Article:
*photography: >>photo essays: native bush foods, central australian desert
While staying as a guest of the Mutitjulu Aboriginal community at Uluru, I was invited to join Anangu people in harvesting and eating some of their most common bush food. Witchetty grubs were a staple of Aboriginal desert peoples before colonization, being very high in protein. They were also given to young children during teething. The witchetty grub bears no resemblance to the common garden grub which, having different properties, is inedible. The witchetty grub lives inside the roots of acacia desert trees and women harvest them using sharp digging sticks to get to the trees' roots. When cooked briefly over a fire, its skin turns crispy while the centre remains soft. The taste is very much like roast chicken with a buttery-nutty aspect to the flavour.
Honey ants live underground and are dug up with shovels and digging sticks. Honey is stored in sacs attached to the ant's abdomen. You simply detach the sac and pop it straight into your mouth. Deliciously sweet, it tastes like wild harvested bee honey. Both these activities require a lot of energy and intimate knowledge of the land. You have to know where to dig -which trees in the vast desert landscape have witchetty grubs in their roots. You don't know until you dig down and break open the roots, whether it contains witchetty grubs or not. The physical exertion of digging is very hot and tiring in the desert, even on a winter's day and I was amazed by the stamina of Nanna Barbara, who is 86 years old.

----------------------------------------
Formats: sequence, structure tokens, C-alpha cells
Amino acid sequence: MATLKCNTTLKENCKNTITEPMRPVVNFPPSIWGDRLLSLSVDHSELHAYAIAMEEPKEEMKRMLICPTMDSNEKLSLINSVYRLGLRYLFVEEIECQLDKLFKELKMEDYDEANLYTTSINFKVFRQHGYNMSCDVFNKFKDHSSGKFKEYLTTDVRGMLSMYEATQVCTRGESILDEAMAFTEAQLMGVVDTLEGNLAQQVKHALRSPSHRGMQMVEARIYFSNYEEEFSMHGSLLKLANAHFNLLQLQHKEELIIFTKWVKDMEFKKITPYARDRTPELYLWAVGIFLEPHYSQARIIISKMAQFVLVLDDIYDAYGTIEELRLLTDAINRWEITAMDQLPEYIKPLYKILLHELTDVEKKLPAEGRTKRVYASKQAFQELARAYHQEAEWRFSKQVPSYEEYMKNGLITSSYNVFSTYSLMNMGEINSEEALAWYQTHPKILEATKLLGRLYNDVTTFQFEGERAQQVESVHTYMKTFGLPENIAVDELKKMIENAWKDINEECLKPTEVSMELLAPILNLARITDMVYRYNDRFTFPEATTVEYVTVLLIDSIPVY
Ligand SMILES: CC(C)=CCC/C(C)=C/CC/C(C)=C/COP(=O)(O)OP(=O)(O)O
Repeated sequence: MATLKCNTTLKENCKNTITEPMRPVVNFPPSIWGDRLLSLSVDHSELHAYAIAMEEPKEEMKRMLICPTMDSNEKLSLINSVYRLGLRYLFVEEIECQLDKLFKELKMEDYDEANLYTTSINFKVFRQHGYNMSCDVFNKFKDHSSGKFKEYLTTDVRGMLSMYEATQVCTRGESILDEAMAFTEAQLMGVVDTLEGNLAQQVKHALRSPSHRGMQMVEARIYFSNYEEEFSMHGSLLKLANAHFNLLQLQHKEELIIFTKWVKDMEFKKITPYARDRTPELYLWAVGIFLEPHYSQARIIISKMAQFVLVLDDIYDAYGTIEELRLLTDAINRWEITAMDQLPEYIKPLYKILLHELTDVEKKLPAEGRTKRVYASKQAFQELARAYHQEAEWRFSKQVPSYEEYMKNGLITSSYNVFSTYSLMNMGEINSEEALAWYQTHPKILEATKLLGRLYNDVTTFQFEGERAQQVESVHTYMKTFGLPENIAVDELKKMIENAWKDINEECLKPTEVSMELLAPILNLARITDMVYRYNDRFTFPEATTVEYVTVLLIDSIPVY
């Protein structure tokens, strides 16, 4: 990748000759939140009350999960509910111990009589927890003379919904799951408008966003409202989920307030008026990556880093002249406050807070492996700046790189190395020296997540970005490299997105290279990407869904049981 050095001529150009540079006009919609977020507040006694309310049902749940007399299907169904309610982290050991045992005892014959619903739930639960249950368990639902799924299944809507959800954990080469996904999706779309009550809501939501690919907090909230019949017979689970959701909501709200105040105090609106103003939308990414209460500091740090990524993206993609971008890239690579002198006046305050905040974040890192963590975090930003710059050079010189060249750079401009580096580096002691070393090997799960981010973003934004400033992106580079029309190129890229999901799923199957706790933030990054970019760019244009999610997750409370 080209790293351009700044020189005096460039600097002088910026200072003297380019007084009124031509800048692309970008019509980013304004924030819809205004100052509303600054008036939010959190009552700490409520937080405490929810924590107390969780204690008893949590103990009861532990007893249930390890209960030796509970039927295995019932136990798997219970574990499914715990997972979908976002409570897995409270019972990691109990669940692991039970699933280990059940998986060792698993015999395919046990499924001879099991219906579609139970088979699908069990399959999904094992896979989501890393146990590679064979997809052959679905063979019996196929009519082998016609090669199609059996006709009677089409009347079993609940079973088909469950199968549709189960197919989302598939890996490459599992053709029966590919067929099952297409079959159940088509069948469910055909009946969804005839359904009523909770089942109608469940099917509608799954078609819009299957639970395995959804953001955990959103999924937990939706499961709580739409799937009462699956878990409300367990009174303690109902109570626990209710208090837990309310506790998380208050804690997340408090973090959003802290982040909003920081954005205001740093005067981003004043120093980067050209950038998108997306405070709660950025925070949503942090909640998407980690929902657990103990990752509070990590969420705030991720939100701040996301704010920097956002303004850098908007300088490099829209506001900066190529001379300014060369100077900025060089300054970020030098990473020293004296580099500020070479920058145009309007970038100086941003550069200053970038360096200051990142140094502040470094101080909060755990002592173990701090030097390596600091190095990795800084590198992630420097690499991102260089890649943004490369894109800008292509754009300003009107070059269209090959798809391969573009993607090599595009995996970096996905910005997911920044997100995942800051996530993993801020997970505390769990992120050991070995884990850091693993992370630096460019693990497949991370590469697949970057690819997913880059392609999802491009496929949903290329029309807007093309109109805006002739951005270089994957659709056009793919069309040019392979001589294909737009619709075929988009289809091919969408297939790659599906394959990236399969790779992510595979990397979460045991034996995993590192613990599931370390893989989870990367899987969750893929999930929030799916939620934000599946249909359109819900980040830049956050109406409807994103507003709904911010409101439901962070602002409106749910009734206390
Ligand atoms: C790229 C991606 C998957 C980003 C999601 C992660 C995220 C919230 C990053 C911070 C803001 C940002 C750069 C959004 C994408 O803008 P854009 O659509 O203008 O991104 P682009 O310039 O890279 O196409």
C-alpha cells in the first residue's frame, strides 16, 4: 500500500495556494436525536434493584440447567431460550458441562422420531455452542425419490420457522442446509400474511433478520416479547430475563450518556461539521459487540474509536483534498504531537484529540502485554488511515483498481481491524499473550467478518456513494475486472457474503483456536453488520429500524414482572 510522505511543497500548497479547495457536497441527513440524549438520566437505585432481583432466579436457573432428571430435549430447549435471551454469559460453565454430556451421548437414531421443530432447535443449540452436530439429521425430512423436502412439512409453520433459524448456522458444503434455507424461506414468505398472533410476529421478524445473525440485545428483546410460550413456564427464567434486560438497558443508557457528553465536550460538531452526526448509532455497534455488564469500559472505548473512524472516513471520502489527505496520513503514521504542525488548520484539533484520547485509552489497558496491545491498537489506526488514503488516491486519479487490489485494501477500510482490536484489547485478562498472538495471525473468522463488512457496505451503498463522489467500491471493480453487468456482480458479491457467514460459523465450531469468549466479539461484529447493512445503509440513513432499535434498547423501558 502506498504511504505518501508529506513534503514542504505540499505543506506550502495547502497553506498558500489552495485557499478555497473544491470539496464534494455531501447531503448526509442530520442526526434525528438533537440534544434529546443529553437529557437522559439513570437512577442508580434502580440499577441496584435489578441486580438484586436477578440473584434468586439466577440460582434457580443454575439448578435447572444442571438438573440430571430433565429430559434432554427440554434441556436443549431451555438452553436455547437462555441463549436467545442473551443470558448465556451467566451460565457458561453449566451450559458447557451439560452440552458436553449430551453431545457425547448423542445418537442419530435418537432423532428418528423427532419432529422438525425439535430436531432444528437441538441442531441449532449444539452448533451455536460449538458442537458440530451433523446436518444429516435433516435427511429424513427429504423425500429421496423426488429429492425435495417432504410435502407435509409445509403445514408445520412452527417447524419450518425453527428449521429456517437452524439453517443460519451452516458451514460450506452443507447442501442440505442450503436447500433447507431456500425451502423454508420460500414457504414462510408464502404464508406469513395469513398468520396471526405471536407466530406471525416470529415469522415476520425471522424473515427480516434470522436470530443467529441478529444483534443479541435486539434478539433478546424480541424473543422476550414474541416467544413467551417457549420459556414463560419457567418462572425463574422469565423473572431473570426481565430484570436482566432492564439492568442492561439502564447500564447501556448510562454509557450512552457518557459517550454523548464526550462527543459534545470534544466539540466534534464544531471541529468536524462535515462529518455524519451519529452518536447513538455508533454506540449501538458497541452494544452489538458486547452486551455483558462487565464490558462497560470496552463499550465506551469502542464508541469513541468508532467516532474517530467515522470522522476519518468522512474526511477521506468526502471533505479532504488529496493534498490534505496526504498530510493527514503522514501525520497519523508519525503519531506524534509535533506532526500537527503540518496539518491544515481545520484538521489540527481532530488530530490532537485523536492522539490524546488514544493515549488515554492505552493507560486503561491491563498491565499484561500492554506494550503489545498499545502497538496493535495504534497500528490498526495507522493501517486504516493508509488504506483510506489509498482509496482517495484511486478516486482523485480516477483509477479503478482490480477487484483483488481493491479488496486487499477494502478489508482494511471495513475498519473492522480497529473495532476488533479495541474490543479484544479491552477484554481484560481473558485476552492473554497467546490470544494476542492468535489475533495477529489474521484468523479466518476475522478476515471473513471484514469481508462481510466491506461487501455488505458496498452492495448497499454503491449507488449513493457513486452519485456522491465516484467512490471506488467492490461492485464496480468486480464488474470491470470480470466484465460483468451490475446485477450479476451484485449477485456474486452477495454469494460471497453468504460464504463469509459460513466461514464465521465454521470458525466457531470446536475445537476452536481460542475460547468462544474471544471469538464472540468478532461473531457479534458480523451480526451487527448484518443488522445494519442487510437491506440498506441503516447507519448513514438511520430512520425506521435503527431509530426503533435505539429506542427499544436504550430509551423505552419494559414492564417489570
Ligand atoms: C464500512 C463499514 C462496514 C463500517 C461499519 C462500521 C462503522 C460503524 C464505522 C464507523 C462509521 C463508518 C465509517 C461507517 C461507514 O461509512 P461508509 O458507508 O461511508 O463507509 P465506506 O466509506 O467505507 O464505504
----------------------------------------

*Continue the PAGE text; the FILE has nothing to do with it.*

These two outings were my first opportunity to share in the experience of digging up and eating witchetty grubs and honey ants with Aboriginal desert people on their own lands - a valuable experience for a non-indigenous coastal Australian to learn and share in some traditional Aboriginal desert culture.